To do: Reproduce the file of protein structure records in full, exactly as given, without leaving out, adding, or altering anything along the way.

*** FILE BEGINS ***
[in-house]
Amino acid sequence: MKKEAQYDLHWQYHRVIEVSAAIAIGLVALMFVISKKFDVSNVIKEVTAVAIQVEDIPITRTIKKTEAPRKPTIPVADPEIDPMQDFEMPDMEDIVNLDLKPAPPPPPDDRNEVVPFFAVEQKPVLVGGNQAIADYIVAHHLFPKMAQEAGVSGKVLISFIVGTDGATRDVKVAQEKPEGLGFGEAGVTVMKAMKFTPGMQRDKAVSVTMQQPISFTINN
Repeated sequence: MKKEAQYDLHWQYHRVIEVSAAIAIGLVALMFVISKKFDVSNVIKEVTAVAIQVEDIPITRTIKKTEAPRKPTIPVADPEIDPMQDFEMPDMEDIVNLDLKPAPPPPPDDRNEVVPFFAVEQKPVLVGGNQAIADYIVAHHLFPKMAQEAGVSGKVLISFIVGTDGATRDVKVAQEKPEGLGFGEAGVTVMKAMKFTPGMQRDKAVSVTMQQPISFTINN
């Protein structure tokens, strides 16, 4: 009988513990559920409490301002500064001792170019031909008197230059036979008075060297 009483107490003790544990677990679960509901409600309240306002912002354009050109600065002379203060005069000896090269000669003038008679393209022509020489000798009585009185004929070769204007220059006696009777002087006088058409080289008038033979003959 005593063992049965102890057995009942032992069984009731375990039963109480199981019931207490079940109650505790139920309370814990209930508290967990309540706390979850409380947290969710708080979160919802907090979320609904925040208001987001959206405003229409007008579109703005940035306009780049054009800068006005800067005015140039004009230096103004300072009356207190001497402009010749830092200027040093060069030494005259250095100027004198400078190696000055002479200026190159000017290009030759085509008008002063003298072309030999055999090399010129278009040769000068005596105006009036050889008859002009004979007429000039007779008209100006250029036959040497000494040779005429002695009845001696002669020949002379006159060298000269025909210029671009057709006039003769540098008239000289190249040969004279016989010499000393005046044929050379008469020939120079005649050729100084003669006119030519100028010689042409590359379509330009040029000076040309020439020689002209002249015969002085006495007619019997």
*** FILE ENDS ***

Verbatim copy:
[in-house]
Amino acid sequence: MKKEAQYDLHWQYHRVIEVSAAIAIGLVALMFVISKKFDVSNVIKEVTAVAIQVEDIPITRTIKKTEAPRKPTIPVADPEIDPMQDFEMPDMEDIVNLDLKPAPPPPPDDRNEVVPFFAVEQKPVLVGGNQAIADYIVAHHLFPKMAQEAGVSGKVLISFIVGTDGATRDVKVAQEKPEGLGFGEAGVTVMKAMKFTPGMQRDKAVSVTMQQPISFTINN
Repeated sequence: MKKEAQYDLHWQYHRVIEVSAAIAIGLVALMFVISKKFDVSNVIKEVTAVAIQVEDIPITRTIKKTEAPRKPTIPVADPEIDPMQDFEMPDMEDIVNLDLKPAPPPPPDDRNEVVPFFAVEQKPVLVGGNQAIADYIVAHHLFPKMAQEAGVSGKVLISFIVGTDGATRDVKVAQEKPEGLGFGEAGVTVMKAMKFTPGMQRDKAVSVTMQQPISFTINN
């Protein structure tokens, strides 16, 4: 009988513990559920409490301002500064001792170019031909008197230059036979008075060297 009483107490003790544990677990679960509901409600309240306002912002354009050109600065002379203060005069000896090269000669003038008679393209022509020489000798009585009185004929070769204007220059006696009777002087006088058409080289008038033979003959 005593063992049965102890057995009942032992069984009731375990039963109480199981019931207490079940109650505790139920309370814990209930508290967990309540706390979850409380947290969710708080979160919802907090979320609904925040208001987001959206405003229409007008579109703005940035306009780049054009800068006005800067005015140039004009230096103004300072009356207190001497402009010749830092200027040093060069030494005259250095100027004198400078190696000055002479200026190159000017290009030759085509008008002063003298072309030999055999090399010129278009040769000068005596105006009036050889008859002009004979007429000039007779008209100006250029036959040497000494040779005429002695009845001696002669020949002379006159060298000269025909210029671009057709006039003769540098008239000289190249040969004279016989010499000393005046044929050379008469020939120079005649050729100084003669006119030519100028010689042409590359379509330009040029000076040309020439020689002209002249015969002085006495007619019997």